Arab-Byzantine Festive Lights. Deployments Invested with Modalities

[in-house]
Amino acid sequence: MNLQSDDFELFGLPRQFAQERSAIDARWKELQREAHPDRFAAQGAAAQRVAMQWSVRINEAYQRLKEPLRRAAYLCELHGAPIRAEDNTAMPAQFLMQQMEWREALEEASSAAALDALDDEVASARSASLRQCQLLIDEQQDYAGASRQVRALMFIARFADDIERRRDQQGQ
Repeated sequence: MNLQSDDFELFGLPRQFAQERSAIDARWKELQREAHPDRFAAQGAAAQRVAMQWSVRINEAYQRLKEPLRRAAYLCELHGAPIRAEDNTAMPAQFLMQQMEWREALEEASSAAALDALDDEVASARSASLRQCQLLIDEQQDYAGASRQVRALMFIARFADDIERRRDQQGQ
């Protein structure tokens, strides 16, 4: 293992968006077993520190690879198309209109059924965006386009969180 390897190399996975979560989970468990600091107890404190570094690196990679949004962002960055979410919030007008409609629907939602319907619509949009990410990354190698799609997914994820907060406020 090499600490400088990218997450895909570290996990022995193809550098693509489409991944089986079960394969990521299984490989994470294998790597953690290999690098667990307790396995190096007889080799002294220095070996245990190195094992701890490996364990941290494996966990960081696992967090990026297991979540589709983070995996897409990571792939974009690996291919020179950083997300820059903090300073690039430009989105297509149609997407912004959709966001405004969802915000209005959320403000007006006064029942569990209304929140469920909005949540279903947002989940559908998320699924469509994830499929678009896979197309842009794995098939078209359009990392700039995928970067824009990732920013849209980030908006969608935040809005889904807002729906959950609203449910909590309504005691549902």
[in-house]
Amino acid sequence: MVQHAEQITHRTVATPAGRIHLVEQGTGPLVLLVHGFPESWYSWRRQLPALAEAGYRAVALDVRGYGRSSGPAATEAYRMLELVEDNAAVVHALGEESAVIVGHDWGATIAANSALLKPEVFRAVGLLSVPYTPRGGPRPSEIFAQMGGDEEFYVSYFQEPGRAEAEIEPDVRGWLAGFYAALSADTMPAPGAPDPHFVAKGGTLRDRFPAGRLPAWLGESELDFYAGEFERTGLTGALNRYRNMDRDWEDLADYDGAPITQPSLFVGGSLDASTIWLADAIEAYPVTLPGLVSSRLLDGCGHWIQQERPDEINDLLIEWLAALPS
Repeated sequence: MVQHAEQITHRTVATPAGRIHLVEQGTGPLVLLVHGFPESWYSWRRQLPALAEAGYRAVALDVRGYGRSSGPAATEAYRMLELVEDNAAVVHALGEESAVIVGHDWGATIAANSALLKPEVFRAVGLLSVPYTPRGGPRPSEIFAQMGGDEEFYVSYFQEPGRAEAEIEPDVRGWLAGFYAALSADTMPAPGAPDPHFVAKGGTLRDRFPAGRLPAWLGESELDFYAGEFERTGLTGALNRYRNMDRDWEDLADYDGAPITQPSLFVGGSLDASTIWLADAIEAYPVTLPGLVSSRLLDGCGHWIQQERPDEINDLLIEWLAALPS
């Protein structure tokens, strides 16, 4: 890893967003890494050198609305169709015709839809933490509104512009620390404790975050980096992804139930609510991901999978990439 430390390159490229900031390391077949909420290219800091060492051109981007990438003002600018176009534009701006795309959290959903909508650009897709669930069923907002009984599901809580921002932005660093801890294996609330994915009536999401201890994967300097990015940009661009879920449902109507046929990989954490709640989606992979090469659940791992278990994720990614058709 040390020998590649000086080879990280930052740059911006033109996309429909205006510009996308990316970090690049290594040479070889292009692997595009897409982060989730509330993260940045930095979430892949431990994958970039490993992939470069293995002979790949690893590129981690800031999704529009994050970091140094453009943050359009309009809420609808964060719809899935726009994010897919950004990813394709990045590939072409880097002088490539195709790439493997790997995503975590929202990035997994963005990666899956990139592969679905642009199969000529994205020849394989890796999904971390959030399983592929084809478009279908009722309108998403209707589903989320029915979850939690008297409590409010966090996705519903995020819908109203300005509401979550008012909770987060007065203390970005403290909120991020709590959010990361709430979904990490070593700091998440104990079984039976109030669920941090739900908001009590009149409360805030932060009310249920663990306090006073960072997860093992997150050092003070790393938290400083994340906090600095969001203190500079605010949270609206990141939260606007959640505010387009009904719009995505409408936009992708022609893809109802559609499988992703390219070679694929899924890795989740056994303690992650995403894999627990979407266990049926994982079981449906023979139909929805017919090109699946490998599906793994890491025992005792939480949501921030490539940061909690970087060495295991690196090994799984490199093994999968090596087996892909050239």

This essay projects a semiotic perspective on a set of illumination devices gathered in a space extending from Constantinopolis to Fes (Morocco) during almost a millennium. One common technology is at work: glass containers burning oil though a wick, the device being suspended high in the air. The analysis identifies spatial configurations of luminaries, called deployments, organized in space in accordance with the served architectures. Various interpreting perspectives project upon these deployments differentiated meaning effects, while a syntactic perspective allows to weave them together or to embed them in each other. We obtain thus superpositions of actantial roles invested in actors identified as primary, secondary or tertiary sources, playing in turn the roles of delegated subject, modal object, or final valued object. The interaction of light actors resembles social interaction. Developed in time, the workings of festive illuminations put in evidence their role as object celebrated for itself, not for something different from itself.